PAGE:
The CCCB goes on to offer two formulaic apologies: “Various types of abuse experienced at some residential schools have moved us to a profound examination of conscience as a Church” (1993) and “We are sorry and deeply regret the pain, suffering and alienation that so many experienced” (1991).
Corporate Catholic Defendants
Schedule O-3 identifies fourty-eight Corporate Catholic Defendants, who are parties to the IRSSA:
|1||Sisters of Charity||Halifax NS|
|2||The Roman Catholic Episcopal Corporation of Halifax||Halifax NS|
|3||Les Soeurs De Notre Dame-Auxiliatrice||Rouyn-Norand QC|
|4||Les Soeurs de St. Francois D’Assise||Montréal QC|
|5||Insitut Des Soeurs Du Bon Conseil||Normandin QC|
|6||Les Soeurs de Saint-Joseph de Saint-Hyacinthe||St. Hyacinthe Quebec|
|7||Les Soeurs De Jesus-Marie||Montréal QC|
|8||Les Sœurs de L’Assomption de la Sainte Verge||Nicolet QC|
|9||Les Soeurs de l’Assomption de la Saint Vierge de l’Alberta||Edmonton AB|
|10||Les Soeurs de la Charité de St.-Hyacinthe||Saint-Hyacinthe QC|
|11||Les Oeuvres Oblates de l’Ontario||Ottawa ON|
|12||Les Résidence Oblates du Québec||Ottawa ON|
|13||La Corporation Episcopale Catholique Romaine de la Baie James||Moosonee ON|
|14||Soeurs Grises de Montréal||Montreal QC|
|15||Sisters of Charity of Alberta||Edmonton AB|
|16||Les Soeurs de La Charité des T.N.O.||Edmonton AB|
|17||Hôtel-Dieu de Nicolet (HDN)||Nicolet, QC|
|18||The Grey Nuns of Manitoba Inc.||Edmonton AB|
|19||La Corporation Episcopale Catholique Romaine de la Baie d’ Hudson||Churchill MB|
|20||Missionary Oblates – Grandin||St. Albert AB|
|21||Les Oblats de Marie Immaculée du Manitoba||St. Boniface MB|
|22||The Archiepiscopal Corporation of Regina||Regina SK|
|23||The Sisters of the Presentation||Prince Albert SK|
|24||The Sisters of St. Joseph of Sault St. Marie||North Bay ON|
|25||Les Soeurs de la Charité d’Ottawa||Ottawa ON|
|26||Oblates of Mary Immaculate – St. Peter’s Province||Ottawa ON|
|27||The Sisters of Saint Ann||Victoria BC|
|28||Sisters of Instruction of the Child Jesus||Coquitlam BC|
|29||The Benedictine Sisters of Mt. Angel Oregon||Mt. Angel OR, USA|
|30||Les Peres Montfortains||Montreal QC|
|31||The Roman Catholic Bishop of Kamloops – Corporation Sole||Kamloops BC|
|32||The Bishop of Victoria, Corporation Sole||Victoria BC|
|33||The Roman Catholic Bishop of Nelson, Corporation Sole||Nelson BC|
|34||Order of the Oblates of Mary Immaculate in the Province of British Columbia||Vancouver BC|
|35||The Sisters of Charity of Providence of Western Canada||Edmonton AB|
|36||La Corporation Episcopale Catholique Romaine de Grouard||McLennan AB|
|37||Roman Catholic Episcopal Corporation of Keewatin||The Pas MB|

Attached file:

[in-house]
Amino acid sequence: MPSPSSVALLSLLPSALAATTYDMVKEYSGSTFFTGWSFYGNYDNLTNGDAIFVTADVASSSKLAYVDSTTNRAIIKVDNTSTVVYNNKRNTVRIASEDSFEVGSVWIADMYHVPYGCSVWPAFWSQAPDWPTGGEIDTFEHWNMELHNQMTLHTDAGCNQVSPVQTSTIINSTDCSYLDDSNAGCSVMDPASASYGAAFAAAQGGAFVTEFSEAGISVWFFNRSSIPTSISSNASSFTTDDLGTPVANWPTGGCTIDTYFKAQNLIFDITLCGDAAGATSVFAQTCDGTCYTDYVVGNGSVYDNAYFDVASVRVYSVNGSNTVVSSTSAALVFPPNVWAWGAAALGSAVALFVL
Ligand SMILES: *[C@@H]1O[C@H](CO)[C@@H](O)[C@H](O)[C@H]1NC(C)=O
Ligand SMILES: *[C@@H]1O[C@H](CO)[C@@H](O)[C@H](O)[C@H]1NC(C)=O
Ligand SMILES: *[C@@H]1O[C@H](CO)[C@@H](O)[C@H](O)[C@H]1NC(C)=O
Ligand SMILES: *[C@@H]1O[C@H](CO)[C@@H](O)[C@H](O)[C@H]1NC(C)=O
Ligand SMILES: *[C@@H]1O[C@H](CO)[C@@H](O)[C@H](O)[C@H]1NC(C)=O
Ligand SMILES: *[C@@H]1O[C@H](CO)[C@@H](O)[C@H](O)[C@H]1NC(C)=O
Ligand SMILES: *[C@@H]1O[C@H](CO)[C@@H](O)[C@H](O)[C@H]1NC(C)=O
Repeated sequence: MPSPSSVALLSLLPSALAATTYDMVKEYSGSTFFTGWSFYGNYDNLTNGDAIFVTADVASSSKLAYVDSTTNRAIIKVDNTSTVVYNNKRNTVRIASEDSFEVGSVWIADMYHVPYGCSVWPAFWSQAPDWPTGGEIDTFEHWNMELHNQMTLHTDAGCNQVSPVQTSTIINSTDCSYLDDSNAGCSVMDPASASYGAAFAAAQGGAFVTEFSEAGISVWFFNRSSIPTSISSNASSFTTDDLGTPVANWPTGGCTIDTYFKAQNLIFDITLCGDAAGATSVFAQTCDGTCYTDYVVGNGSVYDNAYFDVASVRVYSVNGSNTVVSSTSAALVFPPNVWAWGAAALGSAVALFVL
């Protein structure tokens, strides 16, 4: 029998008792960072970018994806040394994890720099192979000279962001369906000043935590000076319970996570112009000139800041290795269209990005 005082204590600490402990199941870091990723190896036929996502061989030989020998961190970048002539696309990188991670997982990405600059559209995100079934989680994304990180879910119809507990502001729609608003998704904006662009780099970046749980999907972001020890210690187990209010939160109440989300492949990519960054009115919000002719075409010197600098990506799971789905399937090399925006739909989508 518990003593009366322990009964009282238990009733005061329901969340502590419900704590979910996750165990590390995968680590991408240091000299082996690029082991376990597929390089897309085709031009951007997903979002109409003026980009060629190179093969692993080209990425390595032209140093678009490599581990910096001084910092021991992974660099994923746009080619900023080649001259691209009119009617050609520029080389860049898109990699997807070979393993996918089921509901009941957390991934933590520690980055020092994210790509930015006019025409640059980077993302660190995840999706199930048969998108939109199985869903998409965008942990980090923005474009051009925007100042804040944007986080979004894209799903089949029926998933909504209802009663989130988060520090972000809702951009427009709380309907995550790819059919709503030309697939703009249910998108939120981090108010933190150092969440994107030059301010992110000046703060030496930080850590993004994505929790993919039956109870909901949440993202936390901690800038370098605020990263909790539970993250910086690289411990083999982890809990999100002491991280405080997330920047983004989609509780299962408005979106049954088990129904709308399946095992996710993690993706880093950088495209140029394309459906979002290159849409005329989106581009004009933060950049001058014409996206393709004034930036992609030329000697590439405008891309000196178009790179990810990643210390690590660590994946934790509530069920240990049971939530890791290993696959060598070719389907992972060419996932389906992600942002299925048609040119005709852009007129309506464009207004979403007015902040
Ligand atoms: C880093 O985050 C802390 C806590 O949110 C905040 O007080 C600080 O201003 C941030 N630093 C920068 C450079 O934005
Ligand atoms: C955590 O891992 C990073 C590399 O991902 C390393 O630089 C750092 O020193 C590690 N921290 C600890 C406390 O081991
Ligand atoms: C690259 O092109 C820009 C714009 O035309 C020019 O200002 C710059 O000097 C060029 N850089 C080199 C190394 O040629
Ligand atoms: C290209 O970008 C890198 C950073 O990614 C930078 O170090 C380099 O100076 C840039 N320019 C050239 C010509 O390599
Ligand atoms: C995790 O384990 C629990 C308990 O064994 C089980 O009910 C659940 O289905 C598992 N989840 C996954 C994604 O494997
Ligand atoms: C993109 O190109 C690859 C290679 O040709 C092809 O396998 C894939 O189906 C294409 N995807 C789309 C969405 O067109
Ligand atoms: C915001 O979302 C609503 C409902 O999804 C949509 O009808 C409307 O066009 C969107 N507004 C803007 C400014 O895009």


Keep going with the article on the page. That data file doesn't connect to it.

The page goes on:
|38||La Corporation Archiépiscopale Catholique Romaine de St. Boniface||Winnipeg MB|
|39||Les Missionnaires Oblates de St. Boniface||Winnipeg MB|
|40||Roman Catholic Archiepiscopal Corporation of Winnipeg||Winnipeg MB|
|41||La Corporation Episcopale Catholique Romaine De Prince Albert||Prince Albert SK|
|42||The Roman Catholic Bishop of Thunder Bay||Thunder Bay ON|
|43||Immaculate Heart Community of Los Angeles CA||Los Angeles, CA|
|44||Archdiocese of Vancouver||Vancouver BC|
|45||Roman Catholic Diocese of Whitehorse||Whitehorse Yukon|
|46||The Roman Catholic Episcopal Corporation of Mackenzie-Fort Smith||Yellowknife NT|
|47||The Roman Catholic Episcopal Corporation of Prince Rupert||Prince George BC|
|48||OMI Lacombe Canada Inc.||Ottawa, ON|
Schedule O-3 lists three Other Catholic Entities, who are not parties to the IRSSA, but agreed with the Government to provide, inter alia, payment of Compensation:
- Jesuit Fathers of Upper Canada
- Roman Catholic Episcopal Corporation for the Diocese of Sault Ste. Marie in Ontario
- Daughters of Mary
Oblates of Mary Immaculate
The Oblates of Mary Immaculate (Oblates) represent seven of the fourty-eight (about 15%) Corporate Catholic Defendants, who are parties to the IRSSA [italicized entries in Table 1]. The Oblates operated fourty-eight of the sixty-two (about 77%) Catholic-run institutions in Canada, including the Kamloops and Marieval Indian Residential Schools.
Thirty years ago, the President of the Oblate Conference of Canada issued a four-page apology to First Nations on behalf of 1,200 Oblates living and ministering in Canada. The apology is remarkable in at least two respects:
First, the 1991 apology belies any pretense that the evil of Indian Residential Schools was unknown before the Truth and Reconciliation Commission of Canada published its findings in 2015.